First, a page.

A massive study spanning nearly 40 years may change everything we think we know about what defines a healthy body weight.
First invented by Adolphe Quetelet in the mid 1800s, the Body Mass Index (or BMI) identifies four basic weight categories; underweight, normal/healthy weight, overweight and obese. Individuals are placed into one of these categories based on a number determined by dividing one’s weight (kg) by one’s height (m) squared. The table below shows how the categories are identified:
|18.5 – 24.9||Normal or Healthy Weight|
|25.0 – 29.9||Overweight|
|30.0 and Above||Obese|
Since the 1990s the BMI has been one of the most popular tools for measuring and determining the health of individuals and large populations. In fact it has become the standard measurement for body weight used by clinicians, researchers, governments and the general public all over the world. New research by Copenhagen University Hospital, however, may challenge our reliance upon this tool.
The study, led by Børge Nordestgaard, assessed the mortality rate of over 100,000 people split over 3 cohorts; 1976-1978, 1991-1994 and 2003-2013. Deaths within all three cohorts were recorded alongside BMI and the two data sets were compared. What the results found may be a game-changer for individual and public healthcare strategies.
Nordestgaard discovered that, across all cohorts and excluding individuals who died of cancer, the BMI category associated with the fewest deaths was the overweight category. What’s more, the specific BMI associated with the lowest mortality rate has been steadily increasing, from 23.7 to 24.6 to 27. A similar pattern was identified for deaths caused specifically by cardiovascular disease, the biggest killer in the world and one of the most common diseases caused by excess body fat. What we thought was healthy was completely wrong.
100,000 people is a huge sample size, no matter who you ask. With all research, however, we need to look a bit deeper. The vast majority of participants were white Danes, meaning that this data probably can’t be extrapolated to other ethnic groups. Furthermore, we must consider how advances in medicines may have influenced the results. As the years have progressed, our ability to treat conditions such as cardiovascular disease has increased immensely; maybe, thanks to medical advances, people are alive today from the 2003 cohort who would have died if they were part of the 1976 cohort.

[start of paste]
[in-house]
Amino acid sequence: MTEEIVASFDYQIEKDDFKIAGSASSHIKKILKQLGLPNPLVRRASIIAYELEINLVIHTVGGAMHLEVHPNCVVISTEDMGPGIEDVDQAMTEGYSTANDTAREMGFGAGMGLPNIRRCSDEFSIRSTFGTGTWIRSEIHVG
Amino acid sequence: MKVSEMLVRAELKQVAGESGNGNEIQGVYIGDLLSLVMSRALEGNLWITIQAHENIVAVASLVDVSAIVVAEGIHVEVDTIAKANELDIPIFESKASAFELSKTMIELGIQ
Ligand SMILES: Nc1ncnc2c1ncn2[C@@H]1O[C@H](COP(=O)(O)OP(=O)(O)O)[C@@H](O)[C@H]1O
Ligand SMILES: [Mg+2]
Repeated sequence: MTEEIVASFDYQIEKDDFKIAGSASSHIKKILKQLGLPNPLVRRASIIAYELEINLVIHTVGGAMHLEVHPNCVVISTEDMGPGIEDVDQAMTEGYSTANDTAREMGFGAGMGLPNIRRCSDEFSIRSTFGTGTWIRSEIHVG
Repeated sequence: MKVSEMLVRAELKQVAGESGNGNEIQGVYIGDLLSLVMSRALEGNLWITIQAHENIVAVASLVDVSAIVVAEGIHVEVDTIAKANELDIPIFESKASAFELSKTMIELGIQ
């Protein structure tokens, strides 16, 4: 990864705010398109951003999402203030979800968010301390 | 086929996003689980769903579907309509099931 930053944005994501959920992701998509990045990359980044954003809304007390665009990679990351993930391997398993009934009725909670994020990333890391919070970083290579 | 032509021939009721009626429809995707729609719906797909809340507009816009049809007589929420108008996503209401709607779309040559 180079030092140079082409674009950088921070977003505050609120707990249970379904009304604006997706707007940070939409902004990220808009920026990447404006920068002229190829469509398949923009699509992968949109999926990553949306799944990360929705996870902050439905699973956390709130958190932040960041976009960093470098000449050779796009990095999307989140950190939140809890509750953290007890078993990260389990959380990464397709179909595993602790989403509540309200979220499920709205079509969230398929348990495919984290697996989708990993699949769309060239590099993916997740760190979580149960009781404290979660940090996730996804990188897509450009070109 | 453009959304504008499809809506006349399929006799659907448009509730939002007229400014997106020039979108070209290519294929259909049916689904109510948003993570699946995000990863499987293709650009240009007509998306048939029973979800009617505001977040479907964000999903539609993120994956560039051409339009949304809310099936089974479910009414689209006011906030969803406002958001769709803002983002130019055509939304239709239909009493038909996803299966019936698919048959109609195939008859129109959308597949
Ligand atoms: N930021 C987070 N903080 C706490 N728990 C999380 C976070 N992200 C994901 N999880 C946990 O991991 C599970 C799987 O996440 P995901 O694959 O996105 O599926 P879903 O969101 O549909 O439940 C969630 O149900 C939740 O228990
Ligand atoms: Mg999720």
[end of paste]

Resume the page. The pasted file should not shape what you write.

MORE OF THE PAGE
We cannot say for sure, but what we do know is is that overweight individuals are more likely to survive than ‘healthy’ people. It is unlikely that this is the case due to treatment for CVD, Type 2 Diabetes or other conditions associated with ‘excessive weight’.
Before we go any further we must say that this research does not vindicate a life of fridge-picking and lazy evenings in front of the TV. It does, however, suggest that how we define and measure a healthy body needs a drastic rethink.
Despite its use in so many circles, the BMI has actually been under scrutiny for a long time. For a start, it cannot distinguish between muscle and fat; according to the BMI a 20 stone professional rugby player would be overweight if not obese, as would a pregnant woman. The categorical nature of measurements is also difficult to swallow – there is no scientific reason why a BMI of 24.99 is normal but a BMI of 25.00 is overweight. Furthermore, the categories are very unreliable across different ethnic groups.
In fact, aside from it’s simplicity and lack of expense, there are no compelling reasons as to why the BMI should be used as a global measure of health, and yet it is. No matter one’s personal circumstances, ethnic background or body composition, you can be in no doubt that a doctor assessing your body weight will use the BMI.
The research by Nordestgaard et al may be both a blessing and a curse. Years of trying to shed those last few pounds that just won’t budge could be at an end, but realising that we’ve been measuring weight incorrectly for decades puts us in a kind of limbo. We have our cake, but are we allowed to eat it?
With a world becoming more and more interested in the individual, this may be the perfect opportunity to develop a measuring tool which looks at data from YOU, rather than an entire populace, to determine whether you are healthy. Plenty of businesses are already using an individualised approach to improve your life (and theirs as well) – what to advertise to you, what to sell in your local shop, what news stories to show you and what you’re likely to complain about. Why not use the same approach with our health?
The mechanism by which this tailored approach may be achieved is up for debate, but with giant companies like Google creating healthcare products using personal data, there may be a number of options at our disposal.
For the time being the old standby “mind what you eat and get plenty of exercise” is still as effective as ever.
To find out more about the study, check out the original research paper at JAMA.
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